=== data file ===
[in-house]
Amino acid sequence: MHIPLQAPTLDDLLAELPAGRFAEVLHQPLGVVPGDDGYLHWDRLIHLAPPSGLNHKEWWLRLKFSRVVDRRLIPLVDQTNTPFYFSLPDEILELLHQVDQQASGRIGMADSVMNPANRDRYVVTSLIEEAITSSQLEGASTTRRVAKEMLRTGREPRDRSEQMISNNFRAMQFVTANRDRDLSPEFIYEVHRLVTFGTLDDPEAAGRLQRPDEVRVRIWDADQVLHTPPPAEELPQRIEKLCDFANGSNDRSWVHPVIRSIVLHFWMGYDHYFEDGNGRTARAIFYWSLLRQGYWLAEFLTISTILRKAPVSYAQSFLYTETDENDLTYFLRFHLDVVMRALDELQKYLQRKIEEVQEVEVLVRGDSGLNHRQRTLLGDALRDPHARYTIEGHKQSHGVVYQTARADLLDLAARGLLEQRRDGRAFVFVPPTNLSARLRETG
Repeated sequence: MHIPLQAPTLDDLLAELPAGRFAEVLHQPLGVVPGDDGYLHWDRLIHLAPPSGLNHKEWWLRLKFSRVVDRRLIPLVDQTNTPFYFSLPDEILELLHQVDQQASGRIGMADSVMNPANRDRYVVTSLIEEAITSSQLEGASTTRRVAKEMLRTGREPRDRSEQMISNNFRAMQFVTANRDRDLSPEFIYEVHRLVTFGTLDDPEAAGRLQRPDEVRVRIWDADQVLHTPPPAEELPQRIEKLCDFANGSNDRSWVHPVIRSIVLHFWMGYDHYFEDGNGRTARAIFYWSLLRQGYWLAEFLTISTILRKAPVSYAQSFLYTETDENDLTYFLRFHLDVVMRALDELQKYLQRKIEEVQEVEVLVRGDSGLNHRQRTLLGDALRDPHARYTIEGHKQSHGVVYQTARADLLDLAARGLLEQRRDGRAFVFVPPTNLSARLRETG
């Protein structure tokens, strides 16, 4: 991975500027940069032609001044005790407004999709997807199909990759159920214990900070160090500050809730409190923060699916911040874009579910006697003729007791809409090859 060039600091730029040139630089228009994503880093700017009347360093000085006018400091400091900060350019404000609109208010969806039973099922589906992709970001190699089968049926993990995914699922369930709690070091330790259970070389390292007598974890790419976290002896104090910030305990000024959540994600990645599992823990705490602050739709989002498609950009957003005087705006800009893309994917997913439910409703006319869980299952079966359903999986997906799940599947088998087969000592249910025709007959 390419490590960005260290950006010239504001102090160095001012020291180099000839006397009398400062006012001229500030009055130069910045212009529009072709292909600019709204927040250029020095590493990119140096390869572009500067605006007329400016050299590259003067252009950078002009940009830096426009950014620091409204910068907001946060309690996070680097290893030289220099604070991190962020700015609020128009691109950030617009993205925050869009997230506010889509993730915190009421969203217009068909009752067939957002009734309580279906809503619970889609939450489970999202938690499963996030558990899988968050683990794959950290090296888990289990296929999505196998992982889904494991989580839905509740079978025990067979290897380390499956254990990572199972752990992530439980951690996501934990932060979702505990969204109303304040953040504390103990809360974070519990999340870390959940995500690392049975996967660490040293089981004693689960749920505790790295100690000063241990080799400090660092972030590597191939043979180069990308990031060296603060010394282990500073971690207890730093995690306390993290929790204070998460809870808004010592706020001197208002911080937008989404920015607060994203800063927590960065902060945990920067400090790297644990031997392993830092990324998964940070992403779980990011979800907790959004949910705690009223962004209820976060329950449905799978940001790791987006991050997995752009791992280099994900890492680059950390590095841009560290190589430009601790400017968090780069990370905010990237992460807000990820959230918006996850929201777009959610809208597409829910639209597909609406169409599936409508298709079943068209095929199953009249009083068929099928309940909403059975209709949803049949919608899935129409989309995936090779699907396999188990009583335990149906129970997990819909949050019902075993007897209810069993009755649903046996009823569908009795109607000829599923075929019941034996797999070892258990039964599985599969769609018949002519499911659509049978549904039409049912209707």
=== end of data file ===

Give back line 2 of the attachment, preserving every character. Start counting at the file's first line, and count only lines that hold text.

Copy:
Amino acid sequence: MHIPLQAPTLDDLLAELPAGRFAEVLHQPLGVVPGDDGYLHWDRLIHLAPPSGLNHKEWWLRLKFSRVVDRRLIPLVDQTNTPFYFSLPDEILELLHQVDQQASGRIGMADSVMNPANRDRYVVTSLIEEAITSSQLEGASTTRRVAKEMLRTGREPRDRSEQMISNNFRAMQFVTANRDRDLSPEFIYEVHRLVTFGTLDDPEAAGRLQRPDEVRVRIWDADQVLHTPPPAEELPQRIEKLCDFANGSNDRSWVHPVIRSIVLHFWMGYDHYFEDGNGRTARAIFYWSLLRQGYWLAEFLTISTILRKAPVSYAQSFLYTETDENDLTYFLRFHLDVVMRALDELQKYLQRKIEEVQEVEVLVRGDSGLNHRQRTLLGDALRDPHARYTIEGHKQSHGVVYQTARADLLDLAARGLLEQRRDGRAFVFVPPTNLSARLRETG